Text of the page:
In a tweet, Greta Thunberg criticises the “carbon offsetting bluff”. Offsetting “probably causes more harm than good”. A debate has been triggered about the issue in Sweden, in part because the national government uses offsetting to meet its own carbon reduction goals.
atmosfair agrees with the criticism. We have already publicly criticised many of the issues raised in the past, as in the TAZ newspaper interview with atmosfair titled “climate-neutral bluff”. In the following you will find Greta’s tweet, contextual information about the controversy with related newspaper articles in Sweden, as well as other sources and studies.
Der Tweet von Greta
Thunberg is referring to an extensive series of articles in the Swedish newspaper Dagens Nyheter. The newspaper’s special feature, which so far comprises 25 articles, includes several investigative research reports as well as comments and contributions to debates. The topics covered are also relevant outside of Sweden.
The article series in “Dagens Nyheter”
Greta tweets about a series of 25 articles published in the Dagens Nyheter newspaper about carbon offsetting. We provide the most important articles in the next section and take a detailed look at the criticism. If available, we provide relevant sources for more information.
The key findings of the articles: Sweden has committed to reducing carbon emissions by 40% from 1990 levels by 2020. The aim is to achieve some of the reductions in non-European countries through offsetting projects. This involves approx. 1 to 7 million tonnes of carbon dioxide emissions – and almost EUR 100 million.
But these projects have been quite contentious as of late: for instance, reports were downplayed after local farmers in a forest project in Uganda were evicted from their land by police and the military at gunpoint. Conflicts of this kind were the reason atmosfair decided against forest projects for carbon offsetting as a matter of principle.
The Swedish government’s cooperation with Swedish and other offsetting companies came under fire because they have parent companies in tax havens and no evidence of offsetting could be provided in some cases.
Another focus of DN’s research is the effectiveness of carbon offsetting. One study shows that a considerable number of the projects had no impact because they would have been implemented even without the money for offsetting. After its publication by the Öko-Institut in 2016, we posted this study on the atmosfair website and asked the Gold Standard Foundation in Switzerland to tighten their rules. In our own projects, we go much further to ensure that they clearly demonstrate “additionality”.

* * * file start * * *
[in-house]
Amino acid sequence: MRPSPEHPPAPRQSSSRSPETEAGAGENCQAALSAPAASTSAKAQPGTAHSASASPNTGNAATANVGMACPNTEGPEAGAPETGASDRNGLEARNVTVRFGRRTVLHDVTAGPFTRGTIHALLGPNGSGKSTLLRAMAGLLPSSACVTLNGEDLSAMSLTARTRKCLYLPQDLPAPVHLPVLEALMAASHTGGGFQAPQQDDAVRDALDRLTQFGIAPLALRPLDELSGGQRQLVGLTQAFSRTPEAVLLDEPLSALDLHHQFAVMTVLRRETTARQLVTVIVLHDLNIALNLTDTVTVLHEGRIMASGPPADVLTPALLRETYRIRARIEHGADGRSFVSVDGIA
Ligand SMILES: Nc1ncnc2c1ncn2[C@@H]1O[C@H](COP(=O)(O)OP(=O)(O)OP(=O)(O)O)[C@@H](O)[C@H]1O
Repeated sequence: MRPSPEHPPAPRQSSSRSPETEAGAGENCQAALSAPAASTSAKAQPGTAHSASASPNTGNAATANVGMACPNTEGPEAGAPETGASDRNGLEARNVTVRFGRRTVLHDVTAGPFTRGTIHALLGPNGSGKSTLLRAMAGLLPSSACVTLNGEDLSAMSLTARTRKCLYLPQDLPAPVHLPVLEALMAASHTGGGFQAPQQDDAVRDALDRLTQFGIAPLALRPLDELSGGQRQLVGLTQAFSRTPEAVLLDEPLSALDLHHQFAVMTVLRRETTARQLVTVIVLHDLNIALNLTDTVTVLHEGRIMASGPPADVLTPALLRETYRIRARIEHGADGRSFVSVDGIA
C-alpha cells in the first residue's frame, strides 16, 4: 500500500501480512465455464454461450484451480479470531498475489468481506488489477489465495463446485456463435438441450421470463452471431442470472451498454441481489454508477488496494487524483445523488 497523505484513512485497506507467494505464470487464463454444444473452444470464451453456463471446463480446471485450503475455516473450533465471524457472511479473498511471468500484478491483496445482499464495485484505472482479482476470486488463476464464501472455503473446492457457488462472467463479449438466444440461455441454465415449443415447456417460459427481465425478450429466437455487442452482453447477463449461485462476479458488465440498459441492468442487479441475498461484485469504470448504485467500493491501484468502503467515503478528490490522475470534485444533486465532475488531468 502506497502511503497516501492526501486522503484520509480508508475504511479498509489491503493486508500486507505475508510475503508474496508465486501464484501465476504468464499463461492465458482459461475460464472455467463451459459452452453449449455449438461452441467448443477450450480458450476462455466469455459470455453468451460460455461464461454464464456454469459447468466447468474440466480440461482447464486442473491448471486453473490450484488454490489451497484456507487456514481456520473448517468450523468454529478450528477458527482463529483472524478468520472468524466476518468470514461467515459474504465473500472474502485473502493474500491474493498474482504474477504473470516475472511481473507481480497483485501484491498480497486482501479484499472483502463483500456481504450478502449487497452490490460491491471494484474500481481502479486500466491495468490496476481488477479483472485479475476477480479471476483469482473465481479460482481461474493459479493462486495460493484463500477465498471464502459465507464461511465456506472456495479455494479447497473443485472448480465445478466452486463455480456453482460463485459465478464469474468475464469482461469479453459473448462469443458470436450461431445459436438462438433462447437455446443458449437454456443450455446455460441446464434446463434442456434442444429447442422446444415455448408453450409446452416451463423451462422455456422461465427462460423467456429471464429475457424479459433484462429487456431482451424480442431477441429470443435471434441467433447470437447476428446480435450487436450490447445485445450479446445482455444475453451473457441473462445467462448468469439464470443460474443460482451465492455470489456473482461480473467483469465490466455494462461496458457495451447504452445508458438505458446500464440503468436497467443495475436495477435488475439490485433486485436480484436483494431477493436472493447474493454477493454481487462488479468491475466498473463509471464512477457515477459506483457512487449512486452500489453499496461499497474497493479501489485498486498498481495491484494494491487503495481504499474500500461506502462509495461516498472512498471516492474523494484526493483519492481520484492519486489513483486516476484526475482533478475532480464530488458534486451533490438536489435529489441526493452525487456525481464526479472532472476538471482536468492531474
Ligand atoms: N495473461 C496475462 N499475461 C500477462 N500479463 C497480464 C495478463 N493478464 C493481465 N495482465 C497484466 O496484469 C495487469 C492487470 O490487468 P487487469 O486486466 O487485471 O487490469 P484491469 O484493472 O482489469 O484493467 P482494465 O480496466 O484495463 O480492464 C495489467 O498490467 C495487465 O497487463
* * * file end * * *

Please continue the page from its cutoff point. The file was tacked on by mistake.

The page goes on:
Several DN articles deal with the widely differing carbon calculations performed by airlines and offsetting companies. And they highlight the problems of the aviation industry’s new, global CORSIA system , which comes into force in 2020. This is also how we see it at atmosfair. Furthermore, DN discusses the question of when compensation makes sense at all, and when it constitutes greenwashing and can therefore even be counterproductive. atmosfair has also been voicing this criticism for years, e.g. on offsetting petrol or diesel for cars, because in this case the less effective option of offsetting is preventing the implementation of a much better solution, e-mobility with green electricity.
The Dagens Nyheter articles in detail, with comments from atmosfair and with links to further reading
In the following section, atmosfair provides summaries and its own conclusions on six important issues researched by the Dagens Nyheter newspaper. In addition, you will find relevant links to the issue in each section.
The controvery over afforestation projects
Offsetting from tax havens
The additionality problem of carbon offset projects
Dubious carbon emissions calculations for flights
Criticism of CORSIA, the aviation industry’s offsetting scheme
Greenwashing of petrol and diesel